By Kudzai Kuwaza
LONDON Stock Exchange (LSE)-listed firm Cambria Africa has set in motion a process for a US$100 million lawsuit against Bankers’ Association of Zimbabwe (Baz) and its members for anti-competitive practices over the current row relating to the dispute on US$470 000 service fees.
Cambria’s subsidiaries, Payserv Africa and Paynet Zimbabwe, yesterday said in an announcement to shareholders they have instructed their Zimbabwean lawyers, Titan Law, to commence legal action against Baz and its members.
“Cambria announces that further to its announcement of 12 June, Payserv Africa Limited and Paynet Zimbabwe (Pvt) Ltd have instructed their legal practitioners in Zimbabwe, Titan Law, to commence legal action against the Bankers Association of Zimbabwe and related parties for anti-competitive practices seeking damages of US$100 million,” the company, listed on the LSE’s AIM market for smaller, growing entities, said yesterday.
“Payserv Africa and Paynet Zimbabwe continue to engage individually with suspended banks on the Paynet platform as well as the Reserve Bank of Zimbabwe (RBZ) to find a solution to an impasse which has resulted in the suspension of services.”
Cambria lawyer Gerald Mlotshwa confirmed the legal action against Baz and banks. “We can confirm that we have received instructions from our client (Cambria) to sue the banking association and its members for the amount indicated and reasons stated,” he said. “The pertinent pleadings will be filed soon.”
Baz was not available for comment.
On June 12, Cambria had announced that Paynet’s service to all its bank customers in Zimbabwe had been suspended after close of business on June 10 due to a collective refusal to pay historical and contracted pricing to Payserv Africa in US dollars.
“The company lost US$170 000 providing services to banks in March and April 2019. Banks collectively owe Payserv Africa over US$470 000 for over four million transactions concluded since 1 May 2019. The company cannot allow further accumulation of possible losses … Collectively in 2018, banks netted over US$22 million in profits via charges to its account holders for services provided by Paynet,” Cambria said then.
“Despite this highly profitable relationship with Paynet, banks have stonewalled the company’s attempt to maintain the US dollar value of its services following the devaluation of the currency to RTGS5,86:1 US dollar on the interbank market.”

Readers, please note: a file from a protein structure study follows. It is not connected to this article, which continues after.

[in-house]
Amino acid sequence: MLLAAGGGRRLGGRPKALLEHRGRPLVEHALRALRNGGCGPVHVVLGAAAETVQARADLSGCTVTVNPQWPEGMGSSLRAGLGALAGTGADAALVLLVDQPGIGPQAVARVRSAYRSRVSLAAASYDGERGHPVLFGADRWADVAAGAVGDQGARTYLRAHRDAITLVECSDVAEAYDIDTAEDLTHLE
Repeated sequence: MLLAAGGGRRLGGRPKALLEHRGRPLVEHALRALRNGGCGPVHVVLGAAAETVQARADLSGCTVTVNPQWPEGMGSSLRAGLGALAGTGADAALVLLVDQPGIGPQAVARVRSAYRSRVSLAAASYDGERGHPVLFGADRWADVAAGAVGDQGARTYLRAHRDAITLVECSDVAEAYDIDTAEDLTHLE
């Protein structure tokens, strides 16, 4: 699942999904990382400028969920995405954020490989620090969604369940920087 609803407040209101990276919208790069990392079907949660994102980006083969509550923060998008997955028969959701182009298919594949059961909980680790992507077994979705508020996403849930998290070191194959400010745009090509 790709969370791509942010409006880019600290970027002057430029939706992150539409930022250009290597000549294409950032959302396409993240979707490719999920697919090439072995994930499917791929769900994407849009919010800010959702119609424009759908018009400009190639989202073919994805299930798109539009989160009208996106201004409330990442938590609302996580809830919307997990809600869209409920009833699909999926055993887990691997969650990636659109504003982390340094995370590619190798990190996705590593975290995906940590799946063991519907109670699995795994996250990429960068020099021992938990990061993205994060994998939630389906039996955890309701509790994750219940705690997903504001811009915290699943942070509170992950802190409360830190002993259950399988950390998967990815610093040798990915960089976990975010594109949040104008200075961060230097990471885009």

Cambria wants the money to be paid in Mauritius for the debt, which was accrued between May 1 and June 10, 2019.
On April 25, Payserv Africa wrote a letter to the banks asking them to indicate their intention to pay and accept the invoice in United States dollars for the period between May 1 and June 10.
A meeting was then held on May 2 between Baz, together with the Interbank Operation Committee, and with representatives of Payserv and Paynet to try to resolve the issue.
On May 14, a letter was written by Payserv to the banks following the May 2 meeting again asking them to commit to pay in US dollars and indicate their intention to do so.
Paynet then sent an invoice to the banks on May 15 seeking an indication to pay and accept the invoice by the service provider.
Payserv and Paynet representatives further went to meet RBZ governor John Mangudya after the May 15 notice.
Sources said Payserv and Paynet representatives, in the meeting with Mangudya and other central bank officials, discussed the issue of whether it would be legal to pay externally for Paynet services.
“Upon explaining the new arrangement to the governor, he unequivocally said he had no objection to the payment of these invoices and would issue a directive through the head of exchange control,” a source who attended the meeting said.
“This solution would have left Paynet’s contract with the banks unchanged and the price which has been quoted for 10 years in US dollars, unchanged. It would have also meant that each bank would be individually responsible to pay Payserv directly in US dollars or be suspended.
“The suspension of a particular bank would not create a systemic risk as Payserv would allow suspended banks to receive and distribute funds from active banks.”
On May 28, Paynet said that it was going to selectively suspend some services to the banks that had not indicated their intention to pay in US dollars. Some of the banks had, however, agreed that they were prepared to pay using the greenback. The service provider only suspended some of the services to banks to avoid the systemic disruption of the banking sector.
However, some banks reacted by disconnecting their platforms from the Paynet server and closing their gateways to other banks, risking in the process financial disintermediation. After the disconnection, banks started to use a manual excel system which is unencrypted and hence risky – based on the Paynet format.
“Banks decided to act as a cartel, or were browbeaten to do so, and as a group spent 45 days deliberating on how to replace Paynet services knowing they had no intention to pay the US dollar invoices,” a source said.
“Rather than negotiate they convinced themselves and now they are trying to convince the public they have a solution to the chaos they have created.”
SOURCE: THE INDEPENDENT ZIMBABWE